|Chapter Number||BOOK II. VI.-(Continued.)|
|Newspaper Title||Liverpool Herald (NSW : 1897 - 1907)|
|Trove Title||Marian Gonisby|
OKIGrl^AIi . NOVEL.
TAU BIGHTS RESBBVBD,]
By E. DOIDGE,
Author of 4 Father and Son/ « The Daughter!
of Eve,» ? Mystery of Merveillieu,* &o.
'What a loyal lover yon »re, Marie! Bat yon are right-one ha« hut to reverse the position. Supposing, now, that Mr "Whidden were to give any kind of encourage- ment to some young lady he has met ainoe
you left P'
.Exactly,* agreed Marian; ' that wonld
. You might just look at the offering he sends you, however, I think.
«I think not, aunt.*
' Boes not your feminine onrioBity impel yon ? Bless my heart, but you are like no girl I ever knew I Will you allow your old
aunt to look at it P I should liko to.»
( Toa can do what yon like with it, annt. Keep it till he oomes, and save me a dis- agreeable duty of returning it with thanks 1*
A. keeper, set with a row of brilliants ! JuBt look, dear! It 1B flt for a princesa! "What a pity you cannot keep it ?'
' Keep it, indeed ! I shall not touoh it. No, indeed, I fball not-not if it contained a follow-diamond to tho Kohinoor !»
Mr Gwiiieby (Marian's father) happenod to como in the room at that moment, un-
' What have we here P'he asked, seeing Mrs -'Gonisby with the jewel ease and the floating trinket on her finger.
A aeoret, brother, and not for your eyes
or ears.' j
' What if I am in the aeoret PV asked Mr Gonisby, as be approached nearer and held ont his hand that he might see the ring. ' A beautiful article ; bat not for yon, aunt,' addressing his sister-in-law. ' >
'Oh, dear no, not for ne. It is long since Isaao made me presents of . costly keepers I*
* lt is for Marian, then, lucky girl. Come-let us see how itifitsf '.'. turning to, his daughter.
'. Not for me, father. I do not want it !'
' Oome, Marie, come-to have, so ohoioe, a , tçift from one who saved your ; life,
surely-* . . : ?
' I will not take it, nor will I tonoh it ! It seems, father, you know all about it I'
' Is it difficult for me to guess who cent
itP» : ?
'Mr Phillips sent it. He should haye known me better. And here (produoing the crumpled letter), is something else ! That .. is what I think of it !' and she threw the
epistle in the fire.' ' The ring onght. to go there,tool* she added.
* Marian, you will live to regret this folly/ oame from Mr Gonisby, with a return of the sternness pf yoioe which. had . marked his manner toward his daughter whenever Mr Phillips or Mr Whiddon were in question.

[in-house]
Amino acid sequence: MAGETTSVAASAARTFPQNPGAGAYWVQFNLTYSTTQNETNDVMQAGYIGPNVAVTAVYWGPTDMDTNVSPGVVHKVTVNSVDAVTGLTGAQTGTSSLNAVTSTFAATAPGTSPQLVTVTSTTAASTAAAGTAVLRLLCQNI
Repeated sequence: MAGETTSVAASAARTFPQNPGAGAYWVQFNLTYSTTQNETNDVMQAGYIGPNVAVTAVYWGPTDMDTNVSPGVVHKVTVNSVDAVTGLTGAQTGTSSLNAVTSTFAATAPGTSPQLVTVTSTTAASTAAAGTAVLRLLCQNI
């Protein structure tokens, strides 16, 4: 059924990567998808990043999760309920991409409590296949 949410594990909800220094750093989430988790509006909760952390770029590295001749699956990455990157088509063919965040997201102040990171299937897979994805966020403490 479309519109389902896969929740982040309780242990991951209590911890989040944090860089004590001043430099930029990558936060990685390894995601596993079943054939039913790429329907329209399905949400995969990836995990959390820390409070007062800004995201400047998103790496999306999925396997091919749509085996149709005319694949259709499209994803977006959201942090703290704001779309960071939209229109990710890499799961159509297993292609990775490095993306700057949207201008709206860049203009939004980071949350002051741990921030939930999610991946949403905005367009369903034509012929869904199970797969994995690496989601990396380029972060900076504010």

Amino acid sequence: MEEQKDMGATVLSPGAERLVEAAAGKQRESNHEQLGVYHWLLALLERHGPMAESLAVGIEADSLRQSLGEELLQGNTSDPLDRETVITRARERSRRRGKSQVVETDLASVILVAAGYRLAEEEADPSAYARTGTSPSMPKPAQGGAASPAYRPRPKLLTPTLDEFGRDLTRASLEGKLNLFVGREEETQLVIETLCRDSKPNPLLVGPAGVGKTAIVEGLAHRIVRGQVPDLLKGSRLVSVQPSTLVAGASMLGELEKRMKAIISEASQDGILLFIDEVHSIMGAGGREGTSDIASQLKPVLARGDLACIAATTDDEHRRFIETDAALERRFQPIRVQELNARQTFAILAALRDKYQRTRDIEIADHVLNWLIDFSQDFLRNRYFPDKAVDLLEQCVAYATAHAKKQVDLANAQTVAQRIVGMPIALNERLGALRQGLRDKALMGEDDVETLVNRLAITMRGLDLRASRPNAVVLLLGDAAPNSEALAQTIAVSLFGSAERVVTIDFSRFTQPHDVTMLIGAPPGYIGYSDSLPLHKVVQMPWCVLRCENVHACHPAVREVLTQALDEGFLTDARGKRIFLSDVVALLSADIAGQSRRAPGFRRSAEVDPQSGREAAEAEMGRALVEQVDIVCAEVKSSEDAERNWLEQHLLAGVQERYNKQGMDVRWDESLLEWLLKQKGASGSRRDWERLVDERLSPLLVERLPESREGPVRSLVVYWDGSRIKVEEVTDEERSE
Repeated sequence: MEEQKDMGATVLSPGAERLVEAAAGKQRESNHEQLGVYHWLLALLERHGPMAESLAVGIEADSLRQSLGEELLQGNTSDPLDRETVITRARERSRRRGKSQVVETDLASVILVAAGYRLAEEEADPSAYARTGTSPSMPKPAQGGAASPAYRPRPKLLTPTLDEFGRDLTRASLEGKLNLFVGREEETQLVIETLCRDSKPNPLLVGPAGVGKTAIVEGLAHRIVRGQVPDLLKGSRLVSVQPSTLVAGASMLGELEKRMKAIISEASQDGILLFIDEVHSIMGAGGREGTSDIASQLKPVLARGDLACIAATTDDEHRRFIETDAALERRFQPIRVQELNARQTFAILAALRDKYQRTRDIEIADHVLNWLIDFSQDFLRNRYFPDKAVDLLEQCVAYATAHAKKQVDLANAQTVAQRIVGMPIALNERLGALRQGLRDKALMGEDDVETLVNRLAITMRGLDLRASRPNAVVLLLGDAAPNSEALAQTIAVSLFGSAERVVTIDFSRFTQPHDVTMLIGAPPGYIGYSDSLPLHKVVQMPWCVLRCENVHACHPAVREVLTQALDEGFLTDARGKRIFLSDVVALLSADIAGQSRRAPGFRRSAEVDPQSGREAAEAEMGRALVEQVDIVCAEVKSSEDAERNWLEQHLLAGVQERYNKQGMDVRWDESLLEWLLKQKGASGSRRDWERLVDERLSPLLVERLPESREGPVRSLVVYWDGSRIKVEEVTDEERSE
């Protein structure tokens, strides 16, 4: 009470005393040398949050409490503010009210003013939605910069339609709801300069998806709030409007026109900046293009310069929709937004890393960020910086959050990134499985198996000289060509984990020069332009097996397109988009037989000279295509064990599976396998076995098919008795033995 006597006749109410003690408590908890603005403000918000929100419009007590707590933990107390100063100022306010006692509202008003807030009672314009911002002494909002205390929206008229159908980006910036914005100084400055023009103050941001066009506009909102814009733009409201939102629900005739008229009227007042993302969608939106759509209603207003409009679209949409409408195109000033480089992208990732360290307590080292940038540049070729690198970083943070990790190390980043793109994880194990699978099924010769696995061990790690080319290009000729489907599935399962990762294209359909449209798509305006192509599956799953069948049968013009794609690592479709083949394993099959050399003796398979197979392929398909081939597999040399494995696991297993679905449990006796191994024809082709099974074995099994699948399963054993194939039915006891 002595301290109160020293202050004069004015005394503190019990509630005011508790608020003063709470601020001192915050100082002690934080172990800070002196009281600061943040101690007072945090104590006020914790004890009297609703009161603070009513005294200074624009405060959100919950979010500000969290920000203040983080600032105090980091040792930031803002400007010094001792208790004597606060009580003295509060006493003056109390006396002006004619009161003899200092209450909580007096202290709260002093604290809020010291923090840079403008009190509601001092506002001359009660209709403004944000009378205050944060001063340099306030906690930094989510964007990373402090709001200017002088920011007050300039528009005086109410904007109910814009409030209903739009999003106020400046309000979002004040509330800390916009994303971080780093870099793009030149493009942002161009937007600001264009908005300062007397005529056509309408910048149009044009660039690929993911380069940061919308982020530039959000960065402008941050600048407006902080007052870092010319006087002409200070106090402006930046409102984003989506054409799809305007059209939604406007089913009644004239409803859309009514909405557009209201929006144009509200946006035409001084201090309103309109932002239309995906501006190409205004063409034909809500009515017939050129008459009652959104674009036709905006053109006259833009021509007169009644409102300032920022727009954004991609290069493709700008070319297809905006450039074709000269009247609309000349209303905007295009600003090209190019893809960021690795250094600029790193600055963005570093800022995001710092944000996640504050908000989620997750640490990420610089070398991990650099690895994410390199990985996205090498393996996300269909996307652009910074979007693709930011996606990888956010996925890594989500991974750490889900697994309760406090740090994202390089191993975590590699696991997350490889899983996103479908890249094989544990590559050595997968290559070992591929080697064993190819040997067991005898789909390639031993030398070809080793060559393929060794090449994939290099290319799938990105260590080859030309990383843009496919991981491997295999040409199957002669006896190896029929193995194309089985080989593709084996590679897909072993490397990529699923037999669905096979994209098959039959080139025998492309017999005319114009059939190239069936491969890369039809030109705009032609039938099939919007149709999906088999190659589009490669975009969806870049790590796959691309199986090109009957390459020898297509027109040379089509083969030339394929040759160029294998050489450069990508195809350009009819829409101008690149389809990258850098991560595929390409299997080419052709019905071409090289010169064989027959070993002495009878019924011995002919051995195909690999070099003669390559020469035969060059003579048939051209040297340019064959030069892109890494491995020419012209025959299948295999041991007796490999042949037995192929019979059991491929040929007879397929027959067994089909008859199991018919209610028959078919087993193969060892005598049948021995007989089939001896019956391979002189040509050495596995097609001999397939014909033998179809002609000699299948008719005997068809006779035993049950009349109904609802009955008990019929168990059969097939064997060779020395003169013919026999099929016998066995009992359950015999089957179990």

. ' I think not, father.' There was coolness
and resolution in Marian's voioe also.
' Marian, listen to me. You must take this ring and to-night wear it, at.least while Mr Phillips is here ; and while thanking bim for what he did on the river, thank him also for hts gift of friendship-if you will oall it by no other name 1'
This mach had been thought oat by Mr Gonisby beforehand. It was, in his opinion, a compromise. He was not thereby asking his danghter to accept Phillips as a lover,bat,by this artifice of friendship, hoped to paye the way to what he desired.
Mrs Gonisby was alarmed at the manner more than the substance of Mr Gonisby's
..proposal. She^ looked from "father to danghter. Her role was ever that of peace- maker, if peace were possible.
' That is a new idea/ she said. ' Could yon no* acoept the ring as a memento ' only .that your life was saved by a friend who wished to replaoe something yon had loat?*
'Very ingenious, aunt-and well-meant on your part; bat orafty in its original conception, and therefore dangerous and not to be thought of. I will not compromise myself in such a way.'
' You will not aoqept Mr .Phillipa* gif t even as a friendly offering P'
'He offers"it to replace Mr'WhiddonV gift to me; yon know it ia impossible . I > should aooept it under such oiroumstanoes,
' Mr Whiddon. ! Mr Whiddon ! \ Shall we never hear the latt .of him P I tell you what it has oome to, Marian ! Xong enough you have set your obstinate will against all my wishes-my commands. Now, you will have to ohooae between doing the thing that I ask of you, or-(here Gonisby paused, whether in hesitation or to lay greater emphasis on his words was not apparent)-*, or my will shall bo so altered tp-morrpw morning, as to, leave you .disinherited,! Do you hear P'
Marian paused before replying. She waa staggered by the terrible earnestness and seventy of her father's words.
' Yon may go now, and consider well what you will db.'
.I will go, father : bat no consideration ot your ornel proposal, or of the unjust' threat, shall alter my purpose. l am snr , prised, father, that you would thus seek to